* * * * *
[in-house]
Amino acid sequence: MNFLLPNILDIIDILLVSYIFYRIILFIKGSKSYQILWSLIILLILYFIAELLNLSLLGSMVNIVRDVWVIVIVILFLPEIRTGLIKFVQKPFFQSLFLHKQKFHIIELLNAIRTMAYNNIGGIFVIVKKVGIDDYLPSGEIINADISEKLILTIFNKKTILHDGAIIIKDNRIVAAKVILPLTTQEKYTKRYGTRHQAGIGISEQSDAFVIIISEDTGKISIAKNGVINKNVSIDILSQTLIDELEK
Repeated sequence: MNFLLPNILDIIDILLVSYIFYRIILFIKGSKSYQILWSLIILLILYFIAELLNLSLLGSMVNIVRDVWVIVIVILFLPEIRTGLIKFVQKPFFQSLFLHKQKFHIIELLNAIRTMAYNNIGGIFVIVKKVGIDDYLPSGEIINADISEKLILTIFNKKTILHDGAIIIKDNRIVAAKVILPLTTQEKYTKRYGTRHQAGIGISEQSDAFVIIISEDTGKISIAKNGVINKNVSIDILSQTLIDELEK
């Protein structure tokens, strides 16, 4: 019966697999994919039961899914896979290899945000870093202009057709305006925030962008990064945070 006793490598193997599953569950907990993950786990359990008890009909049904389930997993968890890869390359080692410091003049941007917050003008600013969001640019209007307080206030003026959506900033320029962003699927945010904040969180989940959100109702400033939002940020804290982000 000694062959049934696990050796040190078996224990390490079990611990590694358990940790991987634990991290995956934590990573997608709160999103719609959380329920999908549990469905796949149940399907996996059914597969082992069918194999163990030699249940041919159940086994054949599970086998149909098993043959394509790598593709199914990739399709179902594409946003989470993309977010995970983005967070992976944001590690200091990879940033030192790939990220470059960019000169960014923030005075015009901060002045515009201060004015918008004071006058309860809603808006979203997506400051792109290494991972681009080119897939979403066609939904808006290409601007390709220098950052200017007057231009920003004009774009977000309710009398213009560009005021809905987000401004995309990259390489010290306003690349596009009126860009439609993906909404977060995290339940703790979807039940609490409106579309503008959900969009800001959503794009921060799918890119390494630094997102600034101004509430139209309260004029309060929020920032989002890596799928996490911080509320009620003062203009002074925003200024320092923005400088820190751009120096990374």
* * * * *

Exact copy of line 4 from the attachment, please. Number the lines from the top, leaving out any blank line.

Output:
């Protein structure tokens, strides 16, 4: 019966697999994919039961899914896979290899945000870093202009057709305006925030962008990064945070 006793490598193997599953569950907990993950786990359990008890009909049904389930997993968890890869390359080692410091003049941007917050003008600013969001640019209007307080206030003026959506900033320029962003699927945010904040969180989940959100109702400033939002940020804290982000 000694062959049934696990050796040190078996224990390490079990611990590694358990940790991987634990991290995956934590990573997608709160999103719609959380329920999908549990469905796949149940399907996996059914597969082992069918194999163990030699249940041919159940086994054949599970086998149909098993043959394509790598593709199914990739399709179902594409946003989470993309977010995970983005967070992976944001590690200091990879940033030192790939990220470059960019000169960014923030005075015009901060002045515009201060004015918008004071006058309860809603808006979203997506400051792109290494991972681009080119897939979403066609939904808006290409601007390709220098950052200017007057231009920003004009774009977000309710009398213009560009005021809905987000401004995309990259390489010290306003690349596009009126860009439609993906909404977060995290339940703790979807039940609490409106579309503008959900969009800001959503794009921060799918890119390494630094997102600034101004509430139209309260004029309060929020920032989002890596799928996490911080509320009620003062203009002074925003200024320092923005400088820190751009120096990374």